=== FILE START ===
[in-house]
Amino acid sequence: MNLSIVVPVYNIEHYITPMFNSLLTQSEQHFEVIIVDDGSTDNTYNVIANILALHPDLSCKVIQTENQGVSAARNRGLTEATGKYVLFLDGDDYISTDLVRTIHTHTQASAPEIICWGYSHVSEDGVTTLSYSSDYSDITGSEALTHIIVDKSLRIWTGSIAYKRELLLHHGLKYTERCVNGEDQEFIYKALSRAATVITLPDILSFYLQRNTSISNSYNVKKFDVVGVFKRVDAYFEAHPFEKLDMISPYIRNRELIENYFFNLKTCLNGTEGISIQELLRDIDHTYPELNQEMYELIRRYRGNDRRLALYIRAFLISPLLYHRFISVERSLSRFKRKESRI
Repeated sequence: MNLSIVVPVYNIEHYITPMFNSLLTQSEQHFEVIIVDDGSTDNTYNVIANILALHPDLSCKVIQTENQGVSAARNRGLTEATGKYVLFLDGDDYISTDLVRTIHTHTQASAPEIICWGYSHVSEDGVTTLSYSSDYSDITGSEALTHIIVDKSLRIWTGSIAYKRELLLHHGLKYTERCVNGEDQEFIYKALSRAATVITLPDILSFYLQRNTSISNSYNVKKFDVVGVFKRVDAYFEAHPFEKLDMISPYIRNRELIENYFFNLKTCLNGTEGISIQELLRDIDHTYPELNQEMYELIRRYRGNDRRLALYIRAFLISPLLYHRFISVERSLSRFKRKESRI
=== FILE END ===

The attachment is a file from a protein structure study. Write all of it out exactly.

[in-house]
Amino acid sequence: MNLSIVVPVYNIEHYITPMFNSLLTQSEQHFEVIIVDDGSTDNTYNVIANILALHPDLSCKVIQTENQGVSAARNRGLTEATGKYVLFLDGDDYISTDLVRTIHTHTQASAPEIICWGYSHVSEDGVTTLSYSSDYSDITGSEALTHIIVDKSLRIWTGSIAYKRELLLHHGLKYTERCVNGEDQEFIYKALSRAATVITLPDILSFYLQRNTSISNSYNVKKFDVVGVFKRVDAYFEAHPFEKLDMISPYIRNRELIENYFFNLKTCLNGTEGISIQELLRDIDHTYPELNQEMYELIRRYRGNDRRLALYIRAFLISPLLYHRFISVERSLSRFKRKESRI
Repeated sequence: MNLSIVVPVYNIEHYITPMFNSLLTQSEQHFEVIIVDDGSTDNTYNVIANILALHPDLSCKVIQTENQGVSAARNRGLTEATGKYVLFLDGDDYISTDLVRTIHTHTQASAPEIICWGYSHVSEDGVTTLSYSSDYSDITGSEALTHIIVDKSLRIWTGSIAYKRELLLHHGLKYTERCVNGEDQEFIYKALSRAATVITLPDILSFYLQRNTSISNSYNVKKFDVVGVFKRVDAYFEAHPFEKLDMISPYIRNRELIENYFFNLKTCLNGTEGISIQELLRDIDHTYPELNQEMYELIRRYRGNDRRLALYIRAFLISPLLYHRFISVERSLSRFKRKESRI